A bad accident could become a lot worse if the at-fault driver is one of the 18.4% of Alabamians who don’t have liability insurance. You may need money to repair or replace the car, pay medical expenses, and pay for lost time at work. If the other driver can’t pay, you’ll be very glad you have uninsured/under-insured motorist (UM/UIM) coverage on your auto policy. Check out our “Uninsured Motorist Coverage 101” article for more details on this important coverage and how it could affect you if involved in an accident with an uninsured driver.
What is Uninsured Coverage?
If your auto policy includes uninsured motorist coverage, your insurance company should pay for your damages up to the amount of the coverage. For example, if you have $25,000 in UM coverage and $30,000 in medical bills and other damages due to a collision involving an uninsured motorist who is at-fault, your insurance company pays up to $25,000 of covered claims, and you are only responsible for the remaining balance, instead of the full amount.
What is Under-Insured Coverage?
If your policy includes under insured motorist coverage, it kicks in after the other driver’s insurance company has paid its policy limit. For example, say the other driver had the minimum $25,000 policy, you had under-insured coverage of $25,000, and your damages totaled $50,000, The other driver’s company would pay the first $25,000, your company would pay the balance, and you would owe nothing.
If you do not have UM/UIM coverage, you can attempt to collect from the at-fault driver. However, in most cases, drivers without insurance have very few assets, making it likely that you won’t collect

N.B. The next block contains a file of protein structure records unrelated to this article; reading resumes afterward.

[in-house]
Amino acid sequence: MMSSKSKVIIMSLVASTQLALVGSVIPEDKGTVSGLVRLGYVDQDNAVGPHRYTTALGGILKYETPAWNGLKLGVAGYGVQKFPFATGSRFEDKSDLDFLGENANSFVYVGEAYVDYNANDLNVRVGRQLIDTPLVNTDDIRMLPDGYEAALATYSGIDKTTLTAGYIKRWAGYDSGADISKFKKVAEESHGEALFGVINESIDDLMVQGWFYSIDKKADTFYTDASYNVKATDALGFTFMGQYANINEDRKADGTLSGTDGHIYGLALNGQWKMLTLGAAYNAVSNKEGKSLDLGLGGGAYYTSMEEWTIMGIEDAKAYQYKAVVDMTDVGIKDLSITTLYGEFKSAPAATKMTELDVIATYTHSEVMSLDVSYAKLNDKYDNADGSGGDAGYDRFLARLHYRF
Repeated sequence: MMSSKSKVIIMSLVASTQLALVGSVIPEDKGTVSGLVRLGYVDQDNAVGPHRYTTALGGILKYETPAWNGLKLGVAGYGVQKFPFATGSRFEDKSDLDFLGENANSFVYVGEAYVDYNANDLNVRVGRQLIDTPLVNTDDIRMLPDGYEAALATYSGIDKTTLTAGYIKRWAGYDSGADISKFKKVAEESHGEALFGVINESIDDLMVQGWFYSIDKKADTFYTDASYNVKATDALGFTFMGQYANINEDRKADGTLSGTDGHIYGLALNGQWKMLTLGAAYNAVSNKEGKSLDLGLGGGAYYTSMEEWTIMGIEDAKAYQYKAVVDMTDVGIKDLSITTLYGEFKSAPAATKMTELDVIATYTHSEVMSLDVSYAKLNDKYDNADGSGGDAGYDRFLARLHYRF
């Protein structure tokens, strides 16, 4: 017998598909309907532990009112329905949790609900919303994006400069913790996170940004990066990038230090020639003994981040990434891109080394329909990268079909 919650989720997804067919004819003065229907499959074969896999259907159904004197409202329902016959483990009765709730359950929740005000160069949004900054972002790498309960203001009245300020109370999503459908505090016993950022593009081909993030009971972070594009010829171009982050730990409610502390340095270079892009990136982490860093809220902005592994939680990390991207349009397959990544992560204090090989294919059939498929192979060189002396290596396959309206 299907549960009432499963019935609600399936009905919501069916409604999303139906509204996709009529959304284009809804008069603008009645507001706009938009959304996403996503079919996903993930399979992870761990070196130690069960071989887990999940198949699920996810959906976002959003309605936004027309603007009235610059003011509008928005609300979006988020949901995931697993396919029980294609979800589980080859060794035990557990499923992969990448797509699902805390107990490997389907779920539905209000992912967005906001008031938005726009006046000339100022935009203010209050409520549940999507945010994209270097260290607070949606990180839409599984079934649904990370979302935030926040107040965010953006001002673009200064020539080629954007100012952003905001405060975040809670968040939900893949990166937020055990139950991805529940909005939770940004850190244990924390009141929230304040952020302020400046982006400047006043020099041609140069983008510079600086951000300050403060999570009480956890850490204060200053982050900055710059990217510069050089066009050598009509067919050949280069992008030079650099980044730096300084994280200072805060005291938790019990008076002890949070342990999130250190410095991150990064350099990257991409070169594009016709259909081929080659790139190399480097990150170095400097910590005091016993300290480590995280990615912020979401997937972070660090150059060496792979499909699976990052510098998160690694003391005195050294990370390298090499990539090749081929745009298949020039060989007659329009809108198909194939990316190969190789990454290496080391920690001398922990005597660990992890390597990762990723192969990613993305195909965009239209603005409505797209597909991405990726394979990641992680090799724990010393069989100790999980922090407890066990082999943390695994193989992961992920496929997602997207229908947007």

How Do I Get Uninsured/Under-Insured Coverage?
Alabama requires insurance agents to offer UM/UIM coverage at the time you purchase your auto policy. Generally, the coverage amount matches the amount of your bodily injury coverage. Under Alabama law, if you decline this coverage or opt for a lesser amount, you must sign a waiver before the policy will be issued.
Maximum available coverage can exceed $1 million depending on the insurance company.
How Much Does Uninsured/Under-Insured Coverage Cost
Generally, you can expect to pay an additional five percent of your annual auto insurance premium for UM/UIM coverage. For example, if you paid $800 annually for your policy, the UM/UIM coverage would cost an extra $40. You probably would consider that a bargain, if an at-fault driver ran into your car.
Who is Covered by Uninsured/Under-Insured Insurance?
In addition to you, UM/UIM insurance typically covers your passengers, permissive drivers of your vehicles, and household members including resident relatives. Be sure to read your policy carefully and ask your agent if you have any questions regarding included or excluded parties.
Can the Insurance Company Refuse to Pay My Uninsured/Under-Insured Claim?
Yes. In some circumstances, insurance companies delay or refuse to make payments. These cases can be complicated requiring you to get help from an experienced accident injury attorney. Here are some potential problems”
- Determining which insurance company has the primary responsibility to pay and which company is secondary, especially in multi-vehicle accidents.
- Determining fault among the drivers.
- Determining if you can benefit from “stacking” coverage amounts if your policy covers multiple vehicles if you have multiple policies.
- Determining whether you can claim under your employer’s fleet policy and your personal auto policy
If you are having difficulty collecting your uninsured or under-insured claim from your insurance company, you should contact our experienced auto insurance attorneys as soon as possible.
When you need legal help following an auto accident, it pays to contact an experienced lawyer like those at Clay, Massey & Associates. We offer FREE initial consultations, and are available for hospital or home visits if you are unable to come to us. Just give us a call at 251-433-1000 or click the Live Chat link on our site to get started!